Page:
Developing Successors

ROUND TABLE MEETLeadership is the trickiest question of them all! It’s common to see founder-driven NGOs being closely managed by one or two stalwarts resulting in an impediment in the growth of leadership within the organisation. Moreover, candidates with potential to lead, sooner or later, tend to move to organisations with greater opportunities for self-development. Consequently, when the founder is ready to step away from direct management of the NGO, the organisation struggles with succession. In the U.S., 2 out of 3 organisations surveyed continued to “operate without formal succession plans”, while only 14% of those without, said they would create one in the future[1].

Members of the ten non-profits who attended our Round Table Meet uniformly stated that leadership and transition were areas of importance. Session moderator Suresh Raina (Senior Partner, Hunt Partners) pointed out that founder-led organisations or those with ‘superstar CEOs’ often face a stumbling block in development of good second-tier leaders. The presence of an individual who dominates all decision-making leads to stagnation at mid and lower management levels. Concerns about maintaining enduring relationships with external stakeholders can lead to the entire organisation being dependent on one individual’s relationship management skills.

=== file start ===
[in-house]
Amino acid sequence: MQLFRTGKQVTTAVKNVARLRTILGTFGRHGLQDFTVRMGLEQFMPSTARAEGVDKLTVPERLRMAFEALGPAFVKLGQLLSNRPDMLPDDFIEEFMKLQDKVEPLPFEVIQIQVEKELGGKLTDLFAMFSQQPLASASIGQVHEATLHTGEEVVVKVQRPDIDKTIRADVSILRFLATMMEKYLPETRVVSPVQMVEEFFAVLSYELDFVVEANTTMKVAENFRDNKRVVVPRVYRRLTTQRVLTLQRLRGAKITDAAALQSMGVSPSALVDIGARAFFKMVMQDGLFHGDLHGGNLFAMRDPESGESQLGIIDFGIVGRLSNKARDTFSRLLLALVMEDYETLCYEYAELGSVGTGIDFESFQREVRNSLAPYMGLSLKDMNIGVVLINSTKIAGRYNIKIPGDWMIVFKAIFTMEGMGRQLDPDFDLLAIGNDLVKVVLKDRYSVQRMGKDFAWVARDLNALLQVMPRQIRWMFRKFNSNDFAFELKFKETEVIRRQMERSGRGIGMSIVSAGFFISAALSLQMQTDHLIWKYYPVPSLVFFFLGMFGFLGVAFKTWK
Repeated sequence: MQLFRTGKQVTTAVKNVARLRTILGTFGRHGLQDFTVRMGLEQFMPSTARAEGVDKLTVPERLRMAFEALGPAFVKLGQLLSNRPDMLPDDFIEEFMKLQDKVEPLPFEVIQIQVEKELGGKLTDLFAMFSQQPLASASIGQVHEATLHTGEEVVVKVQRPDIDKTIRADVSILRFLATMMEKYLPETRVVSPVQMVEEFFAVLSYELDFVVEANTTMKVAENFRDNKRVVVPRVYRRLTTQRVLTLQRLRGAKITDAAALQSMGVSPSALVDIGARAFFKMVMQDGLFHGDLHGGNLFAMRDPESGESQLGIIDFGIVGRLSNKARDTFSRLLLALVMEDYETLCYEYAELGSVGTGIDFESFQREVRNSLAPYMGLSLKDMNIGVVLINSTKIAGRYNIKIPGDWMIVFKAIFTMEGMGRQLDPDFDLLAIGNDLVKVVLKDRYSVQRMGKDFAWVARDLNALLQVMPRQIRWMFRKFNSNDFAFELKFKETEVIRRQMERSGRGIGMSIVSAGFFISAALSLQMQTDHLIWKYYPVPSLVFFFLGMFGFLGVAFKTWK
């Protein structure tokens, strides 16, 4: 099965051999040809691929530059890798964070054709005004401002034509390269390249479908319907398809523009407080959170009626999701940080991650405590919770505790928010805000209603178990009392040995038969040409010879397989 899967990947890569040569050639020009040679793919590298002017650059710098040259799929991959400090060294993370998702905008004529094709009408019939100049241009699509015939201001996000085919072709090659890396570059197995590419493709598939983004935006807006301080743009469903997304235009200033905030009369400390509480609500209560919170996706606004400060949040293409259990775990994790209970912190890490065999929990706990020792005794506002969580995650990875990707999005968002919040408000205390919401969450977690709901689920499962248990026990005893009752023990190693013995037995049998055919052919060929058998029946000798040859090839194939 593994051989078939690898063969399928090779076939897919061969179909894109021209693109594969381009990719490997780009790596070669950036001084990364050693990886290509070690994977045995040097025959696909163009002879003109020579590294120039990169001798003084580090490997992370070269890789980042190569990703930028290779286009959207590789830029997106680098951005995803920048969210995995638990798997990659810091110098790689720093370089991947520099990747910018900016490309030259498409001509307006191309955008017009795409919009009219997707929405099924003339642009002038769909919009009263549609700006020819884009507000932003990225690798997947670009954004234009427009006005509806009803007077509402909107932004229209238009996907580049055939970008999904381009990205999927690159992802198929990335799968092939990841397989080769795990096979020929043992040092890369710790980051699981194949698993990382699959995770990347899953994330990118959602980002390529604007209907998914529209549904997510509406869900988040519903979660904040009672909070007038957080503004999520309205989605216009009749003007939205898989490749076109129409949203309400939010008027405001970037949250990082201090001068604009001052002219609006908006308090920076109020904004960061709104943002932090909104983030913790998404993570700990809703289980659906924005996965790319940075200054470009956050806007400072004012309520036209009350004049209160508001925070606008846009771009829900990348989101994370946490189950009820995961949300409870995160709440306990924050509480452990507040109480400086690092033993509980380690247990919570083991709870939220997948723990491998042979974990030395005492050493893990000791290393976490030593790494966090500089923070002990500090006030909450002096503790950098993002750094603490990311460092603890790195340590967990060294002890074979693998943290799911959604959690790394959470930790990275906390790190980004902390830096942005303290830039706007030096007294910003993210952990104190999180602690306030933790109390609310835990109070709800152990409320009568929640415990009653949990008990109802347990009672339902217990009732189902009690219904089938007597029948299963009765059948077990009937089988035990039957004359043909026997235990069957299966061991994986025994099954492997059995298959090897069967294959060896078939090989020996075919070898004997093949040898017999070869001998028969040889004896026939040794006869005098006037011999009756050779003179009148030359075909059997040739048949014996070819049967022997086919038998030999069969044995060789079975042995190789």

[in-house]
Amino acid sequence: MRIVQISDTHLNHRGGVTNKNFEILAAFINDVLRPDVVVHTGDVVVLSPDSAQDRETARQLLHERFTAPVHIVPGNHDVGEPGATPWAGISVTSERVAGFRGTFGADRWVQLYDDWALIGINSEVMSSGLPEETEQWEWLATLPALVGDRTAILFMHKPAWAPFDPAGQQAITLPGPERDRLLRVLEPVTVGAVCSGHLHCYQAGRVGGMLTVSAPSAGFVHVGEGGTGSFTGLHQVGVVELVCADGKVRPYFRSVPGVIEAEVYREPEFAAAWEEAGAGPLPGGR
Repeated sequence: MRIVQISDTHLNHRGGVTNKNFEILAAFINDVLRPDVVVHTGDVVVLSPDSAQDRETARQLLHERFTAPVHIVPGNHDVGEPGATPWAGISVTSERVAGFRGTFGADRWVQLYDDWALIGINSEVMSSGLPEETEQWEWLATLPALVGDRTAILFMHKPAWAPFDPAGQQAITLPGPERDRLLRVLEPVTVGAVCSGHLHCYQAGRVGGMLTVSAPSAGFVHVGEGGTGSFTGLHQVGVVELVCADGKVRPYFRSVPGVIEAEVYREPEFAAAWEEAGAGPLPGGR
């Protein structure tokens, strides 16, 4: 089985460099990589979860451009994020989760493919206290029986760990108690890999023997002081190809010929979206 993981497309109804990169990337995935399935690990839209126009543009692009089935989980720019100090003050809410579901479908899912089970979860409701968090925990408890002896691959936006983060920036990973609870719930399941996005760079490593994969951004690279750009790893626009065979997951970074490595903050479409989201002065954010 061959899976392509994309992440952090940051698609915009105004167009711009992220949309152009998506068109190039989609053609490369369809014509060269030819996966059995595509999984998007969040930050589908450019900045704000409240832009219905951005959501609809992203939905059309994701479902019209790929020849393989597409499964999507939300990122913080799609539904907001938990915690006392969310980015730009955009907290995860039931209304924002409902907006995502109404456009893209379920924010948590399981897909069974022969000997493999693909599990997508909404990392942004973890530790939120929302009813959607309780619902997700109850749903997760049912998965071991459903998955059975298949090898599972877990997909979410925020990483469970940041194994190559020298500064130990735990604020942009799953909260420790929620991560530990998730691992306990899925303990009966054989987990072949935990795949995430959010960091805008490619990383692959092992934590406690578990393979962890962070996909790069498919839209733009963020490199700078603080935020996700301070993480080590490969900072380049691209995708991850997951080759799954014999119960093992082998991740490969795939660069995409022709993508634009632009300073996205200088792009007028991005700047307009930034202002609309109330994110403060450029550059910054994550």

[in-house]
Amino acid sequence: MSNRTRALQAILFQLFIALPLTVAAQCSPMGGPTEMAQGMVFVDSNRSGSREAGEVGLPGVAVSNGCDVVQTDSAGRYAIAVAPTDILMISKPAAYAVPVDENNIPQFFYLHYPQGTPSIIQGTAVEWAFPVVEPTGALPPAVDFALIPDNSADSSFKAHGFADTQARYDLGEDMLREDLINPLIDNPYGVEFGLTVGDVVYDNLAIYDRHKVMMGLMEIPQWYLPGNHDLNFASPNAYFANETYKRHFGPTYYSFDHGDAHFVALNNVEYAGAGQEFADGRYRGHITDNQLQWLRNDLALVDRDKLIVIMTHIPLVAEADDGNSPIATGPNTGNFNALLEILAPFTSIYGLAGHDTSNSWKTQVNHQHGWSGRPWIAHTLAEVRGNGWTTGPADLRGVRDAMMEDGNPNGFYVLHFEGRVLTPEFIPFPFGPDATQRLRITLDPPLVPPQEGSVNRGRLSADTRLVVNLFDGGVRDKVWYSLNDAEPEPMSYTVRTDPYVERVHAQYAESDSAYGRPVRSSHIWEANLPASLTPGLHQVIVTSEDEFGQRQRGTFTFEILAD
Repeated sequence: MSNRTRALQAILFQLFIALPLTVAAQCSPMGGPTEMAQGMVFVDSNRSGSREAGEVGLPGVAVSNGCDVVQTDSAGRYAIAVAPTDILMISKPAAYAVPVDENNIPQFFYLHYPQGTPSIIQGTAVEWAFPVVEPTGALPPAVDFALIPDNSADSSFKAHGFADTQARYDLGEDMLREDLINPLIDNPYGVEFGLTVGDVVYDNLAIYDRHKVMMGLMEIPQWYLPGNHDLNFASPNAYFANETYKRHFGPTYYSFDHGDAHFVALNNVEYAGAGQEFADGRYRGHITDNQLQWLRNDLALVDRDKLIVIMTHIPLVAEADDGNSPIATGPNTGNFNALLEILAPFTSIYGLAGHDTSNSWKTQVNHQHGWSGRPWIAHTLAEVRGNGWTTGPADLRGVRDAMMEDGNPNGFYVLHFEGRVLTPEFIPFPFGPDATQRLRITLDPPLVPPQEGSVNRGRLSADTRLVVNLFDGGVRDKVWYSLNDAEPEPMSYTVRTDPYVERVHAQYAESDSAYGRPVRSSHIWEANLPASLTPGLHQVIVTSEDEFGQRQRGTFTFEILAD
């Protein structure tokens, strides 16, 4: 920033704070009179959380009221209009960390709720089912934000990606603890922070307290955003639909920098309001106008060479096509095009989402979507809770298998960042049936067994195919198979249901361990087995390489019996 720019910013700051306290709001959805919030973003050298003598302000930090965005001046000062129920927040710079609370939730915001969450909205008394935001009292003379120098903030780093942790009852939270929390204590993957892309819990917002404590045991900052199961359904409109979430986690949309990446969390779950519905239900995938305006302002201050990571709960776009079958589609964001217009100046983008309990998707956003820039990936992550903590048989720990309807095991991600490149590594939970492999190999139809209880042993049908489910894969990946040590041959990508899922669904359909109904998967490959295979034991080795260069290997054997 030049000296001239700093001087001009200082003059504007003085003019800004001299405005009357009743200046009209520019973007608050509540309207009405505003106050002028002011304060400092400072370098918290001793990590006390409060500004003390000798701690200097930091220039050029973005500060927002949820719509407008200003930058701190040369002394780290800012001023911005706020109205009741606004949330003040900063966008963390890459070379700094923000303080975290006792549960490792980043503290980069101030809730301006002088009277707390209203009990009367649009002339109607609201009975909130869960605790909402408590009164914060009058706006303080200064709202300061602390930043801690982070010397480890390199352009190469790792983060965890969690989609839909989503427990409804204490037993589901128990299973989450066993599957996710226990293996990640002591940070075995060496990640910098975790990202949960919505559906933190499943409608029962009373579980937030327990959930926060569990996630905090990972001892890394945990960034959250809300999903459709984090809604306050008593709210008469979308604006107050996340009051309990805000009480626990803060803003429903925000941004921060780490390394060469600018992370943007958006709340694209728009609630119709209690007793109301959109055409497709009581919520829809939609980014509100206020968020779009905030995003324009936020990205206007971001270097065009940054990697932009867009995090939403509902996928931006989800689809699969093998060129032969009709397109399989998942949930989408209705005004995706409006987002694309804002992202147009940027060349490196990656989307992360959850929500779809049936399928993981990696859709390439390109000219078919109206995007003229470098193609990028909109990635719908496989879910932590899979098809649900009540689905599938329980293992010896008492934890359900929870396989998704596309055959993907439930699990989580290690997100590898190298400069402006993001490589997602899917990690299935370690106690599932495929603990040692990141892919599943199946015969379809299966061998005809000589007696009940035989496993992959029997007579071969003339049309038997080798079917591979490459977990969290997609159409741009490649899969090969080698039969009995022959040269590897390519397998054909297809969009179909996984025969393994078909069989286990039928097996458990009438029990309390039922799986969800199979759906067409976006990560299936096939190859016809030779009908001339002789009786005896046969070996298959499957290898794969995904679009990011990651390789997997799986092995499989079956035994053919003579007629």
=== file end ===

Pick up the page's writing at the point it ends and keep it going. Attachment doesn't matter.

What should leaders do to counter this issue? A few points emerged from our discussion:

  • chess figurinesDelegate: Participants at the session were in agreement that the organisation should outlast the leader. Delegation and building teams play a big part in achieving this result. There is a noticeable tendency among non-profit leaders to be deeply involved in every aspect of the operation. The leader should identify a few less critical tasks and disengage from them even if he believes the subordinate would not be able to perform at the same level.
  • Leaders. Let go!: Every leader has a distinctive style of execution and may find it difficult to allow another to achieve results with a different approach. However, it is important to take a step back and manage rather than execute tasks
  • Operations can be ‘addictive’: Suresh pointed out that the high intensity of running operations provides instant gratification, an addictive process. However, execution should be the responsibility of others in the team. A leader must judge his effectiveness by his/her ability to train people to perform these tasks in his/her absence.
  • Make a succession plan: It’s unsurprising that most non-profit organisations lack succession plans, given the pressing demands of the field. To maintain organisation longevity, it is imperative that the leader develops a succession plan, even if it is on a back burner.
  • Groom more than one successor: Attrition is one of the largest challenges faced by corporate organisations as well. A plan which has identified only one successor-in-waiting can be ineffective if that person chooses to leave the organisation. Ensure that you have a larger pool of candidates to choose from by grooming multiple candidates across departments.
  • Professionalise the organisation: Ensure that organisational practices are streamlined. Increasingly, the NGO sector is being professionalised, so that organisations can plan their outcomes in advance.


[1] Staffing Challenges, 2014 Nonprofit Employment Practices Survey,, accessed on 27th June 2014

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